DelDOT's Route 1 Plans
NOTE: Sussex Beat is a log of news briefs and commentary by Kerin Magill, editor of Sussex County Online, with contributions from Sussex County Online users.
Fenwick Island residents are getting a look at what could be a new look for their "Main Street."
Fenwick's main thorofare, Route 1 (Coastal Highway), is also the major north-south route along the Delaware-Maryland coast.
The town had asked the state highway department to see what can be done to make it more pedestrian friendly and generally safer. A lack of sidewalks along much of Route 1, combined with heavy summer traffic, currently make walking from one place to another in Fenwick Island a hazardous activity.
Department of Transportation representatives brought drawings and maps to an open house at Fenwick town hall on Friday, Aug. 16, 2002, to show residents what they've come up with.
The proposed plan includes sidewalks on both sides of the highway from the Maryland line to Fenwick Island's northern border, as well as trees and other landscaping in the medians.
With pedestrian safety of paramount concern, the plan also includes "pedestrian refuges" in the medians at several key intersections, including Cannon Street, Georgetown Street and Indian Street.
Improvements will also be made at two particularly busy Route 1 intersections, Route 54 (Lighthouse Road) and Fenwick Island Road just to the south. The Route 54 and Maryland Avenue intersections with Route 1 were singled out as having "high vehicle-pedestrian conflicts," according to the renderings presented at the open house.
Another improvement in the proposal is a "turnabout" at the north end of town. Not to be confused with a "roundabout" or traffic circle, the planned turnabout would create both a visual entrance to the town and a slight curve in the road.
DelDOT Planning Supervisor Bobbi Geier referred to the turnabout as a "traffic calming device," designed to let drivers know they are leaving the relatively open highway and entering the more congested town, where the speed limit drops from 50 mph to 35 mph.
The design drawings show a large sandcastle-type sculpture or a lighthouse theme in the middle of the turnabout. Townspeople seemed to prefer the lighthouse theme, Geier said -- perhaps because the Fenwick Island lighthouse is a well-loved landmark in the town.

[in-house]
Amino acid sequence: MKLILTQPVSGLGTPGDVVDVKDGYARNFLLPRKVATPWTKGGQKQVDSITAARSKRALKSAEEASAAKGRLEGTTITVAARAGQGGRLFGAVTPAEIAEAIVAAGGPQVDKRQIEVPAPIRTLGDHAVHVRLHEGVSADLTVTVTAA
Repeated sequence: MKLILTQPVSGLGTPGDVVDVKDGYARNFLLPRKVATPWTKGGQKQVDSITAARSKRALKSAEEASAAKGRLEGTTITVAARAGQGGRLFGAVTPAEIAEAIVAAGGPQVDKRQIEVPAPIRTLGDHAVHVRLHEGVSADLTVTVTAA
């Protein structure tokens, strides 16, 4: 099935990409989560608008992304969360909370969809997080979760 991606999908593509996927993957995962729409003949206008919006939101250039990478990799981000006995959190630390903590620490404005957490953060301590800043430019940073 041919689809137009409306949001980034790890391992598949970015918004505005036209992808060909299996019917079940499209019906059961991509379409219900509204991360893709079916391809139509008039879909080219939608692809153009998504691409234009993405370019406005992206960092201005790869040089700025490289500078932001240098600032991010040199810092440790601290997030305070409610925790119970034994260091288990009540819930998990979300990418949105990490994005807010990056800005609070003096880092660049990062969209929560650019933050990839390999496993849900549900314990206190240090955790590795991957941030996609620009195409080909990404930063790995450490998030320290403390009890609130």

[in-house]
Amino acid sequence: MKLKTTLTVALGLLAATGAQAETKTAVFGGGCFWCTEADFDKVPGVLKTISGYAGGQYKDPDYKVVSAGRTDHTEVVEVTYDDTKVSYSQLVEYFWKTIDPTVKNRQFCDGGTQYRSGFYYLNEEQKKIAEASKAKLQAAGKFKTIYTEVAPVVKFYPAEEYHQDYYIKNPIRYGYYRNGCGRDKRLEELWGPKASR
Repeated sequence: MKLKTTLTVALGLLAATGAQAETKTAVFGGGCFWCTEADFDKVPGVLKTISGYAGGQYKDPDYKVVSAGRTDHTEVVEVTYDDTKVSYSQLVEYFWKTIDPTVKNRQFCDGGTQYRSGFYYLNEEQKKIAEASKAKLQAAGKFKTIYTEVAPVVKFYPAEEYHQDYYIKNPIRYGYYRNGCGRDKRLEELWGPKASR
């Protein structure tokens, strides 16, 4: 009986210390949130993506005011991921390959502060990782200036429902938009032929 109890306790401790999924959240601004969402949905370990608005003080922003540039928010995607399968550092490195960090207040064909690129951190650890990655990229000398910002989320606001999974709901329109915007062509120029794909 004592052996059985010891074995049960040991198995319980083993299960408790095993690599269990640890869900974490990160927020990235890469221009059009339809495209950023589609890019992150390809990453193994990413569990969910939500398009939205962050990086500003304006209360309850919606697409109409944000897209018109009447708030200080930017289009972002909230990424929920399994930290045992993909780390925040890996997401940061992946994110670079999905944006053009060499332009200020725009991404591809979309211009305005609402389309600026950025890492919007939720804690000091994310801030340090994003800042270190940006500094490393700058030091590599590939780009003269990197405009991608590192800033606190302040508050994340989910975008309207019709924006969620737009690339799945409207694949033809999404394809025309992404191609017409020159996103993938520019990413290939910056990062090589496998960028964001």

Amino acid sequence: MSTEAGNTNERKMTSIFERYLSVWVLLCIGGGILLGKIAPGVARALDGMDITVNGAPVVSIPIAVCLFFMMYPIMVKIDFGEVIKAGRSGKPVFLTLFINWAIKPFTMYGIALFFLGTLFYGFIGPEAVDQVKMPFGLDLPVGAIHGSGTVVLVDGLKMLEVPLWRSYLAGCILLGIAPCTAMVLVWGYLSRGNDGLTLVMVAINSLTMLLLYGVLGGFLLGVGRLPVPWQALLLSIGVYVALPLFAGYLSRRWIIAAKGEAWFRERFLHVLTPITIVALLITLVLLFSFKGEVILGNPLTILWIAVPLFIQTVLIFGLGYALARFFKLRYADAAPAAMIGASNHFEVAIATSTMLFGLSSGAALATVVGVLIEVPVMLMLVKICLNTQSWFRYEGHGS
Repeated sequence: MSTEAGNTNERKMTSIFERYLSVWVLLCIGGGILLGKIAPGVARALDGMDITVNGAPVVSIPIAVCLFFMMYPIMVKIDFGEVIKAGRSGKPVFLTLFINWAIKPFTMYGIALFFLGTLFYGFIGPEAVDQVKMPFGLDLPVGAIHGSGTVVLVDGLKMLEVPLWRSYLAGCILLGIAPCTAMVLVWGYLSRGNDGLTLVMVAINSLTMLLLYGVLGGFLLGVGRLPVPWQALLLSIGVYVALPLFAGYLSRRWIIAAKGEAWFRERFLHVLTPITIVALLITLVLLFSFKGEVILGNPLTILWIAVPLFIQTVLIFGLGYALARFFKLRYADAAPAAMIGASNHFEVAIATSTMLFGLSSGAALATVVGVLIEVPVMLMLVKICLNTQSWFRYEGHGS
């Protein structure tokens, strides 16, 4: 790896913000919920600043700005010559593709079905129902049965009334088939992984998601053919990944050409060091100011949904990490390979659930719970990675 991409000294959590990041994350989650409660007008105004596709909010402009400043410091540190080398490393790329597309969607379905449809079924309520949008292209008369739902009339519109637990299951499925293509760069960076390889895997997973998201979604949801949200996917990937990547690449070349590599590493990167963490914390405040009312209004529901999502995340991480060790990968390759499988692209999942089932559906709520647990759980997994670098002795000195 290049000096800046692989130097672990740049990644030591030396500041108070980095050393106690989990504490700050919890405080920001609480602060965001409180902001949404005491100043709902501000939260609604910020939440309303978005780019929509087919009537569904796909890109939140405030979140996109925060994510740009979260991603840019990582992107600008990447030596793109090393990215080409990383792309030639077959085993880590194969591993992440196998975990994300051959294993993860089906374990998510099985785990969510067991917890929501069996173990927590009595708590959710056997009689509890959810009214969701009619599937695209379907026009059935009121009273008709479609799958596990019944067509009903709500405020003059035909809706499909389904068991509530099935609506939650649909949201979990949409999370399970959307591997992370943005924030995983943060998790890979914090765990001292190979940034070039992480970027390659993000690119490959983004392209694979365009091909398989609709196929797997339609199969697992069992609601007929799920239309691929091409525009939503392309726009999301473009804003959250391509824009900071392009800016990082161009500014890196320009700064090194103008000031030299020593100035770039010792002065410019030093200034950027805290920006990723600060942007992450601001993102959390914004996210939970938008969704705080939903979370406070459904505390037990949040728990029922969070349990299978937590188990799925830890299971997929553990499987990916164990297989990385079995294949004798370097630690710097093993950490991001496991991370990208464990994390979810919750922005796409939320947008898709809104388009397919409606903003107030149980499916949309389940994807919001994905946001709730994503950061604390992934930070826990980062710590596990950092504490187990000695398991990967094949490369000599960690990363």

Geier said DelDOT is employing similar strategies across the state. "We're just starting to implement a lot of traffic calming devices," she said.
Unlike most of Delaware's other beach towns, Fenwick Island doesn't have a boardwalk or other focal point, and all of its commercial activity is either on Route 1 or Route 54. In addition to making it easier and safer for people to walk from place to place, the DelDOT design adds a bit of character to the roadway with trees and decorative light fixtures.
Bunting Avenue resident Mary Pat Kyle expressed the opinion that the planned improvements won't do anything to reduce traffic through the town. Geier responded that the hope is that the eventual conversion of Route 113 into a limited access highway will take some of the traffic heading toward Ocean City, Md. away from Route 1.
Kyle was unconvinced. "We all know that everyone in Ocean City goes to Rehoboth Beach for dinner and everyone in Rehoboth Beach goes to Ocean City for dinner. That's a fact."
Geier said preliminary cost estimates for the project should be available by late September. The DelDOT open house continues Saturday, Aug. 17, from 11 a.m. to 2 p.m. in front of Fenwick town hall.
Although this year's extreme drought has not yet threatened Sussex County's underground water supplies, Delaware Gov. Ruth Ann Minner asked Sussex Countians to voluntarily reduce their water use on Thursday, Aug. 15.
Gov. Minner said the poor condition of crops in Sussex County is an indication that the drought, while not affecting the underground aquifers that supply water for Sussex Countians, could begin to if the drought doesn't ease up.
"We can see by the farm fields we drive by every day that the lack of rain is affecting all areas of the state, not just above the canal," Gov. Minner said. "Eventually this may have an effect on the underground wells and aquifers downstate relies on for water supply, so please conserve."
Gov. Minner described the current drought as the worst in our lifetimes.
"We are now in a drought so severe that it is described as occurring just once every 100 years," Gov. Minner said.
Gov. Minner imposed additional water restrictions on northern New Castle County, which was already under mandatory restrictions because of historically low water levels in the Brandywine Creek.
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